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A Win-Win Proposition

image Doug Nunnelly, F. A. Nunnelly Company

EXTENDING THE REACH - F.A. Nunnelly Company is one of the oldest general contracting firms in San Antonio. Celebrating 95 years in business, they not only believe in conducting their business with integrity, but also in helping others develop with the right tools so they too can achieve success.

 

 

 

CN: When did your company become involved with mentoring other companies?

DN: We probably started doing this in the mid ‘90s.  The schools were the first ones to step up and say, ”We need more subcontractors and minority participation to help spread the wealth.”  They started providing us with opportunities to mentor business owners.

CN: Did you mentor before Bexar County and Associated General Contractors started their program?

DN: A true mentorship program kicked off with Bexar County but before that, we always did things to help subcontractors with advice and other things.

CN: How did you decide who to help or mentor?

DN: There wasn’t a formal selection process.  People have always come in to us wanting to do work.  Through that process, often we would find people who needed help.
    We would talk and meet with them, introduce them to bonding companies and bankers, and let them know some of the things they would have to start doing to run a viable business.
    That’s everyone’s problem – being a good craftsman, owning a truck and not really having a business plan.

CN: Heading them into the right direction?

DN: We want to teach them the importance of the business and running it like a business and not like a paycheck. That has always been the issue.
    I don’t care what scale of program you are in, that’s where it all has to start.  We have always done that and Scott and I are probably the most active due to our specific knowledge.
    A simple statement I use all the time is, “I have never seen a company go out of business from not enough work.  But I have seen a ton of them go out for too much work.”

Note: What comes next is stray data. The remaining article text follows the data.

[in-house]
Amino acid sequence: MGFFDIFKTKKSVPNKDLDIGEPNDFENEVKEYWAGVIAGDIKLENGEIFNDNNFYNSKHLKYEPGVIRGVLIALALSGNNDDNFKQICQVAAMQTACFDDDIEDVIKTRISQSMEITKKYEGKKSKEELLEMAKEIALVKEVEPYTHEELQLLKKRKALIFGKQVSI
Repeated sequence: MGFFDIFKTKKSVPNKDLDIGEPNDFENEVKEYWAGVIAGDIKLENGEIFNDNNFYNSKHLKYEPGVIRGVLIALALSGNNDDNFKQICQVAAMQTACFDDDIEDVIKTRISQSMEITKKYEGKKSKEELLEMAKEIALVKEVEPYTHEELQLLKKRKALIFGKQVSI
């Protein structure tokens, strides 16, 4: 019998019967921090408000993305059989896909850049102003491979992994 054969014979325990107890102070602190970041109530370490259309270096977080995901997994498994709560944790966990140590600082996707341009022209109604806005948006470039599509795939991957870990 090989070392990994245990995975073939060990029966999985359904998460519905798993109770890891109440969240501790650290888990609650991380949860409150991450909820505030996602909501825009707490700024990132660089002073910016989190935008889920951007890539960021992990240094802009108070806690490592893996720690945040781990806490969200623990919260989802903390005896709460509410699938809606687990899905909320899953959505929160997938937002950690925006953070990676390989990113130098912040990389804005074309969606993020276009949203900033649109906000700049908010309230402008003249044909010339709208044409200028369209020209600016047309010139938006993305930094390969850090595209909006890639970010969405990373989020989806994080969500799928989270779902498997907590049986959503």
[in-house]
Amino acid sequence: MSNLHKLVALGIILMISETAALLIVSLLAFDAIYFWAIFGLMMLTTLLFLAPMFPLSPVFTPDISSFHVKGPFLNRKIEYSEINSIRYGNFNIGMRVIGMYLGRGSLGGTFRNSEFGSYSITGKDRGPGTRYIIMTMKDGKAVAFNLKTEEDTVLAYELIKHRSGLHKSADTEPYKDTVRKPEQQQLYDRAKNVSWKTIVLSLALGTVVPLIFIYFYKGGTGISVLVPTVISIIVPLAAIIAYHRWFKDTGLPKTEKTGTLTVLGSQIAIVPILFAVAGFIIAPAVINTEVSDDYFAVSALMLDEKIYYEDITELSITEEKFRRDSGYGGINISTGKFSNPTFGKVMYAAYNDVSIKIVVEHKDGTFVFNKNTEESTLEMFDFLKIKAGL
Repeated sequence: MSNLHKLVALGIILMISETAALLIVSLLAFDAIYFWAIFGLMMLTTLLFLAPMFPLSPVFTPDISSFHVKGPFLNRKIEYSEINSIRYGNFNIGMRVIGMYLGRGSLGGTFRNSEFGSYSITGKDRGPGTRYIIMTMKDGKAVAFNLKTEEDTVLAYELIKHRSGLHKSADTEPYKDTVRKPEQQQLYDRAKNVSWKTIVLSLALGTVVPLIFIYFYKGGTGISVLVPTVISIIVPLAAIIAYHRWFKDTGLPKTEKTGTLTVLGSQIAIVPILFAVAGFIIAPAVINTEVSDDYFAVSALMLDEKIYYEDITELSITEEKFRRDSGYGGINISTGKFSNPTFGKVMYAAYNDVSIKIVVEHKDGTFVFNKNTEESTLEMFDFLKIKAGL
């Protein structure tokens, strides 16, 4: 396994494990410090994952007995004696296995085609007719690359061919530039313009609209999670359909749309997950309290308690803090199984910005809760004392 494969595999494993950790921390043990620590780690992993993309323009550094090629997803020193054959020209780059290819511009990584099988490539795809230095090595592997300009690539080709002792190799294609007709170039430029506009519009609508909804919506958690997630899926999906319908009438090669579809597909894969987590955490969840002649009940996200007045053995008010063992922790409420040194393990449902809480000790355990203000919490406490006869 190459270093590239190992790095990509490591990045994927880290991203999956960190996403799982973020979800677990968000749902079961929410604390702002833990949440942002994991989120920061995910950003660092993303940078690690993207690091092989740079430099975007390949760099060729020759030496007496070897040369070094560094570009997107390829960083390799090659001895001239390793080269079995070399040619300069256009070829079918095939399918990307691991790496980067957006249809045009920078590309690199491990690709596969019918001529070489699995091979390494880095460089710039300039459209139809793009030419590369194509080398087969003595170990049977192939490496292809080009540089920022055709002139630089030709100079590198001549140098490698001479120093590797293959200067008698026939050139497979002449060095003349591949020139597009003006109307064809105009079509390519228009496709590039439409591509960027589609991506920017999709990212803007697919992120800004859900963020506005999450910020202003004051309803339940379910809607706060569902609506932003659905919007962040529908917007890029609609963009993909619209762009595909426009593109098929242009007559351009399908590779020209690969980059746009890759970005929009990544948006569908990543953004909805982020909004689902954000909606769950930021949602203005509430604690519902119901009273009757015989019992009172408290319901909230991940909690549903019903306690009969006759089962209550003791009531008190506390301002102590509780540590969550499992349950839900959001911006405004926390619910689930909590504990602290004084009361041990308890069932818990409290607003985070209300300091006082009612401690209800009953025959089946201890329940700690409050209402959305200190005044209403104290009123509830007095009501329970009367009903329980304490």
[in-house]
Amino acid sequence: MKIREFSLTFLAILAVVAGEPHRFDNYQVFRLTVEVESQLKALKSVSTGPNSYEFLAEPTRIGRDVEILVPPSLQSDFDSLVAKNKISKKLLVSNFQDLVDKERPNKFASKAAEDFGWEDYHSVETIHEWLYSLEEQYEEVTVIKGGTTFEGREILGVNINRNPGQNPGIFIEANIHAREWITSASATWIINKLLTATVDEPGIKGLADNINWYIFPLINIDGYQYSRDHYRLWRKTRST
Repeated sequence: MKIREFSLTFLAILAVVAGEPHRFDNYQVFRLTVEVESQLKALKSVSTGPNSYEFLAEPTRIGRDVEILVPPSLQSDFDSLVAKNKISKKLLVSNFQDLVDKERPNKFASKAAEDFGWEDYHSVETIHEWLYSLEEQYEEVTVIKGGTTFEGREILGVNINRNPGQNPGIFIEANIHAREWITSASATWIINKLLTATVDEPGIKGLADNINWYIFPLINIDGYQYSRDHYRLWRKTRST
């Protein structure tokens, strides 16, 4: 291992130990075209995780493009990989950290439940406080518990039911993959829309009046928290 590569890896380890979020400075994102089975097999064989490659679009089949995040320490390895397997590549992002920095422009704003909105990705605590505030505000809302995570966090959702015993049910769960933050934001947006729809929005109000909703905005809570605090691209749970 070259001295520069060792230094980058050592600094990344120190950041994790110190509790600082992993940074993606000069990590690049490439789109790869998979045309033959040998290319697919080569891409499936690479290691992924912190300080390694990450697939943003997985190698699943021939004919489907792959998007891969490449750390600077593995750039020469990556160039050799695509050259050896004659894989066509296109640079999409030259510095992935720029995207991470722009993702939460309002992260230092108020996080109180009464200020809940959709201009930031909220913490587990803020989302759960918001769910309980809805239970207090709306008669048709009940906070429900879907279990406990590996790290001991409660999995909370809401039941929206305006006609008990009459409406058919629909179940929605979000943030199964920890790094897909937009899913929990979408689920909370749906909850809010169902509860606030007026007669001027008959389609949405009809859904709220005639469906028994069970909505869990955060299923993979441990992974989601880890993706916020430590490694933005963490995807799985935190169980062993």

They don’t have the money saved up to carry them and they don’t understand what their expenses are going to be to start a job.  That has been a major issue with all small companies.
                              
CN: So now you’re involved with the Bexar County/AGC mentor program. How many people do you mentor at a time?

DN: Right now we have six protégés and 12 mentors. We mentors work in a two-person, two-company team.  Typically for a company like us, I work with a larger GC and I will bring the smaller picture to the game.  It gives the protégé a good comparison of how different sized companies do things.
    We go through a whole process. They first have a classroom process that all prospective companies must go through.  It’s an eight-week program covering financing, accounting, and other basics.  Then they graduate.
    Then as a company, they can apply to the mentor protégé program.  We take their application and review them and based on the number of mentors we have, will determine the number of protégés. 
   
CN: What is the length of the program?

DN: We work with the protégé company for two years meeting once a month, so it is a pretty extended pro-cess. Everyone really has to commit to make it through this program.
    The real benefit with working with the county is that they hire additional consultants who are part of the package.
    For example, my first partner was Rene Garcia with Zachry.  We were teamed up with Julissa Carielo of Tejas Premier Building Contractor.  She was in the first class.
    We worked with her and found her technology was lacking, so then the Country paid for a tech expert to tell them what they needed and trained them.